Marie Ngo Hott, an orderly at one of Montreal’s largest health authorities, says some of her white patients aren’t shy about being racist toward her, and she says the issue is not being addressed by the administration.
“I had patients who told me they didn’t want to see me, to get out of here with my Black face,” Ms. Hott said in a recent interview. “Sometimes you get kicked; patients become violent because you’re the one taking care of them and they don’t want to see your Black face. But when you complain to the nurse in charge – a white person usually – their response is that it’s our approach that’s incorrect.”
The abuse that Ms. Hott and other racialized health-care workers at the health agency say they have experienced has led their union to file 1,000 grievances with the employer, union president Alain Croteau announced earlier this week. Most of the grievances have to do with systemic racism at the health authority in the city’s south end, called CIUSSS du Centre-Sud-de-l’Ile-de-Montreal, he told reporters.
In a recent interview, Mr. Croteau said the fact the majority of orderlies – among the lowest-paid employees in the health network – at the health authority are racialized women is a reflection of systemic racism.
“How can we explain the overrepresentation of racialized women with a non-discriminatory motive?” Mr. Croteau asked.
The union is calling on the health authority to release a demographic breakdown of employees to get a better sense of how many racialized people are working for the agency and what jobs they have.
A spokesperson with the health authority said the agency doesn’t keep that kind of detailed data on its 22,000 employees.
“We don’t have precise details on employees,” spokesman Jean-Nicolas Aubé said in a recent interview. “We aren’t allowed to ask, it’s up to their discretion to say their ethnicity.”
Mr. Croteau said the province’s health system doesn’t do enough to promote racialized employees into positions of authority. “Right now, they are burdening us with the task to prove what we are saying while they hide the numbers,” he said.
Ms. Hott, 63, left Cameroon more than 13 years ago. She said since she started working as an orderly in 2014, she’s experienced a lack of support from her employer. “The majority of the head of units that I saw, in my experience, are white people,” she said. “And it’s always us, the employee, who’s not doing enough, who should do more.”
Mr. Aubé disagreed, saying a lot of supervisors in the health establishments within the regional health authority are Black.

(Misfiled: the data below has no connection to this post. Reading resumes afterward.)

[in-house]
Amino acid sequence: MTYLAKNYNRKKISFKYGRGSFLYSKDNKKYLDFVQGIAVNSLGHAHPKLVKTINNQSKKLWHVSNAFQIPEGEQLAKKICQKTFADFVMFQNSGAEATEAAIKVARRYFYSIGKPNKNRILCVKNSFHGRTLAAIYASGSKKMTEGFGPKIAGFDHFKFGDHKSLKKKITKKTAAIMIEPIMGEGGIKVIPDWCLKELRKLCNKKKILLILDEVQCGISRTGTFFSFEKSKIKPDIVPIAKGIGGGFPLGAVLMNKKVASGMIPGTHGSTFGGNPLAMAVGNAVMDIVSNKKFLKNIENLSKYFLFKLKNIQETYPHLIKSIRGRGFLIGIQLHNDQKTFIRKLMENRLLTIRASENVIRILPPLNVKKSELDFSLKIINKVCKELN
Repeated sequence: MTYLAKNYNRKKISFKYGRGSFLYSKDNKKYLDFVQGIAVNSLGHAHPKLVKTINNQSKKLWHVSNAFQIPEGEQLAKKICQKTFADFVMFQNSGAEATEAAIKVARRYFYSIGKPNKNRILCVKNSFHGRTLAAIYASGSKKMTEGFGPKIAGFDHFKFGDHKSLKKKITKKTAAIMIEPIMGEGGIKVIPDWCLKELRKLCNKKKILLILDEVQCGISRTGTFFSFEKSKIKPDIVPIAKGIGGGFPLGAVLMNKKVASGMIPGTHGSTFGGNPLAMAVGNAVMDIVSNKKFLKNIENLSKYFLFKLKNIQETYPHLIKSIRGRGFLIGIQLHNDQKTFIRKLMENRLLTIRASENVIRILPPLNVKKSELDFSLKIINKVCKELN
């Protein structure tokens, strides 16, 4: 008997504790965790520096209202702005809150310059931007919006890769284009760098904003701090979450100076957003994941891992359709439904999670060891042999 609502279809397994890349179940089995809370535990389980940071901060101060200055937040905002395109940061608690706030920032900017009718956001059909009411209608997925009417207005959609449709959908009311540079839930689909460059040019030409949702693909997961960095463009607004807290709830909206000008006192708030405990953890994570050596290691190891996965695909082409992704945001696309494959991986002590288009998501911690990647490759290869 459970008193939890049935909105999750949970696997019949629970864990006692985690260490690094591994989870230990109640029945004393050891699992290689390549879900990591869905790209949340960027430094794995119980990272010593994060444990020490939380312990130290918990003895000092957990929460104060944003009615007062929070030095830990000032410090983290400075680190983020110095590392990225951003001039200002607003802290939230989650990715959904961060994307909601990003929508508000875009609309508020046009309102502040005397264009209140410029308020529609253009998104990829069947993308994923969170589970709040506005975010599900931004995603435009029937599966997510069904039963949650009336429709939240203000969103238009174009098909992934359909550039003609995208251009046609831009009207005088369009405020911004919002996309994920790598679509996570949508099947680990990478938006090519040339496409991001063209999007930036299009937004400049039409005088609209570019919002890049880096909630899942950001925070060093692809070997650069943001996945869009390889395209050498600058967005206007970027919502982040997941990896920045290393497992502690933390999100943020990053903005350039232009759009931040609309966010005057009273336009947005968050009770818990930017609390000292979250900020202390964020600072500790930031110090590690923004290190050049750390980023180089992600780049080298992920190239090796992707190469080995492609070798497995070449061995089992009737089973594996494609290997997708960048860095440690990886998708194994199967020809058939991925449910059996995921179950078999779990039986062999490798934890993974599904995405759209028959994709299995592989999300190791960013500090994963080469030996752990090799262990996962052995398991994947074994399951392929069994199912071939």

“Nearly 20 per cent of the managers of the establishment are from minority communities,” he said, adding that he was able to retrieve that information on Tuesday despite saying the agency didn’t collect detailed demographic data on employees.
Mr. Aubé said the health authority doesn’t discriminate against staff and is involved in a series of inclusion initiatives to fight racism.
“It’s zero tolerance,” Mr. Aubé said about racism in the workplace. He said he was shocked to hear the accusations of racism against the health agency and questioned whether employees had been vocal enough about their concerns.
“Who did they complain to?” Mr. Aubé asked. “If employees are experiencing such a situation, they have to tell their supervisor, and if they don’t want to go to them, there are other tools. They cannot keep that for themselves.”
Carline Bien-Aimé, a Quebecker of Haitian descent who also works for the health authority in Montreal’s south end, said orderlies are afraid to talk publicly about these issues, fearing they might lose their jobs.
“Everyone has experienced systemic racism,” Ms. Bien-Aimé said. “Among staff we work with, patients, colleagues, every day it takes a different form.”
Ms. Bien-Aimé, who started working in 1999 as an orderly, recalled an incident that occurred a few years ago, when she was reprimanded for speaking Creole at work.
“I was speaking Creole in the locker room when a supervisor came to me and got mad because of it,” she said, adding that employees are prohibited from speaking Creole on the job. “But I was not working, I was on a break!”
Mr. Croteau confirmed Ms. Bien-Aimé received a disciplinary notice for speaking Creole.
Guerda Amazan, the deputy director of Maison d’Haiti, a Montreal-based group serving the province’s Haitian diaspora, said she has received many testimonies of racialized female orderlies who feel their concerns aren’t addressed at work.
“We feel like something is happening, but the way the system is, women are afraid to denounce it,” Ms. Amazan said in a recent interview. “They are afraid they will lose their jobs; they feel like the system is opaque, where people in a position of power are white. If there’s a problem, it’s still white colleagues who will ask about the work of Black people. It’s not always easy to navigate.”
Ms. Amazan said she was astonished to hear Quebec Premier François Legault deny the existence of systemic racism once again this week. The Premier maintained that systemic racism did not exist in the province, quoting a definition of “systemic” from the dictionary to back up his position.
“People in a position of authority need to take a step back,” Ms. Amazan said. “We are not accusing anyone; we are here to acknowledge an issue. People are asking to dig more. Take the time to listen to them.”
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